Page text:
That last part actually takes me to this morning. After breakfast I went over to the CSPS to help with PAM distribution. Just as I was sitting down to start matching books to papers, Major arrived and said that we were doing a presentation at the CPL (the Maison des Jeunes) and that he was going to make all the women go to that and come get their rations later. I, as always, was resistant to this change in plans, but he seemed determined and announced it and off they went. I helped move our papers and such back inside, then biked off to meet them there. Lo and behold this was a “conference”, a presentation of several hours to easily 100 women and their babies, about birth control. I declined to present anything, the guy from Seguenega almost got booed for only speaking French, but then I was handed several cameras and became the official photographer. I also took some for myself, including a series of this adorable toddler, maybe a year old, who seemed to be enthralled with a beer cap, particularly putting it on his head and then trying to toddle off until his mom gently grabbed an arm and pulled him back.

After it was over (and our supervisors came and made us do part of it over for their benefit, for the 15 women still in the room waiting out the rain), I went and bought gallettes from Alimata, who was thankfully feeling better (someone had told me this morning that she was sick), then sat at home with some jasmine tea and read while it kept raining. I left a bit before 15 to help with PAM, stayed there for a few hours, and then had my time sitting outside with Djeneba and Mariam, talking, taking photos, laughing. I love that I can have a morning full of boredom, an afternoon full of frustrations, and still get to the evening after sitting and talking with friends for an hour or two and remember my day as happy and beautiful, even in the bored and the frustrating parts.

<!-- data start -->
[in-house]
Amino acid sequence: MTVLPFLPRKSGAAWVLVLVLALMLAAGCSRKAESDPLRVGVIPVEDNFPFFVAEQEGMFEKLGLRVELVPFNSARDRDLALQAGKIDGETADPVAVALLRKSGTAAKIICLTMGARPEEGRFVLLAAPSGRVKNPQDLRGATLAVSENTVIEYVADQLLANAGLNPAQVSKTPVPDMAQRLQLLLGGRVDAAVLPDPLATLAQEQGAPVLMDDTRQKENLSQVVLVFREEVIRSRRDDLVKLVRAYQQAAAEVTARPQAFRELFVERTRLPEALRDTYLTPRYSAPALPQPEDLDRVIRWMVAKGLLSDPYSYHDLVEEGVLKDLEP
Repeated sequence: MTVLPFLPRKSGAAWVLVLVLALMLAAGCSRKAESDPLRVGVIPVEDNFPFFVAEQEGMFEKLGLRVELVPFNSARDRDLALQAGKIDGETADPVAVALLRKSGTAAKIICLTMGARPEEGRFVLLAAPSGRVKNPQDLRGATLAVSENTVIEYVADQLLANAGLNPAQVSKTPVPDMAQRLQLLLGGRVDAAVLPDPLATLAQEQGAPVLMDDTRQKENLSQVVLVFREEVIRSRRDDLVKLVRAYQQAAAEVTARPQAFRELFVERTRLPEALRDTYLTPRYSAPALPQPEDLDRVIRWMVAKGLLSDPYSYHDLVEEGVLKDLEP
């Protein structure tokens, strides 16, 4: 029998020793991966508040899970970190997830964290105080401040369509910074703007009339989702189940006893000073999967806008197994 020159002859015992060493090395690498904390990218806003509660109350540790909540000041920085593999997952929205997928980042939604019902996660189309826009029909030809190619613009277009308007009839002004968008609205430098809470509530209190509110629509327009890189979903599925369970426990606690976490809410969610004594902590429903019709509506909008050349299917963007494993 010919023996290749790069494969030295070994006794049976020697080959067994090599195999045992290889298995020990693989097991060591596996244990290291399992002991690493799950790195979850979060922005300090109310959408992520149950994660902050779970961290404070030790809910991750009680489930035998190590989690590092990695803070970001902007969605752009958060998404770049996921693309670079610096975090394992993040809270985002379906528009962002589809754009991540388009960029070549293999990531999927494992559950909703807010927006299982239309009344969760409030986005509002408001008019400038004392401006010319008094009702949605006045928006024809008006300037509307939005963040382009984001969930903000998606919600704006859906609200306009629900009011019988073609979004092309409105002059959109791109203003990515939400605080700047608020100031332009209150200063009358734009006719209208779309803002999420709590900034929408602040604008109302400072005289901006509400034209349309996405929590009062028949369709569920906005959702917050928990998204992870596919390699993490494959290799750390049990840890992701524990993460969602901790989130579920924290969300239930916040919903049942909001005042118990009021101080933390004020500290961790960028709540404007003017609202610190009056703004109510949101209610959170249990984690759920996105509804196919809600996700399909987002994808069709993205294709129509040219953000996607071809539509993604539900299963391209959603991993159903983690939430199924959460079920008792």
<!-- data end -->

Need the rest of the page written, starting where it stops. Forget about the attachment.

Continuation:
Insomnia Guilt Trip

September 13th

68 days left in country, something like that. I woke up this morning at 2:30 and then tossed and turned for an hour, suddenly only able to think guiltily about my promised West African French vocabulary project for Madame DeMarie (my high school French teacher who let me sit in on her classes before I came to Burkina) and the pictures I could use for it. I finally gave up trying to sleep at 3:30, made myself some mint green tea, and got started. I don't know if my computer's fan is broken and things are overheating, my hard drive is overly full, or if the file is just too large, but it takes an inordinate amount of time to select and change items or to save the presentation. Still, I got some done, wrote ideas for needed pictures, and started writing some descriptions in the notes in my pidgin village French. I've also been organizing the massive amount of digital resources I got from Lauren Savoy, including a video from a PCV in Guinea where the first 5 minutes are a perfect example of a West African market. Apparently everyone there eats rice at home and in the market, instead of here where everyone eats tô (although I guess it is rare to buy tô in the market, but millet or beans or manioc is more of a market staple than rice in my village).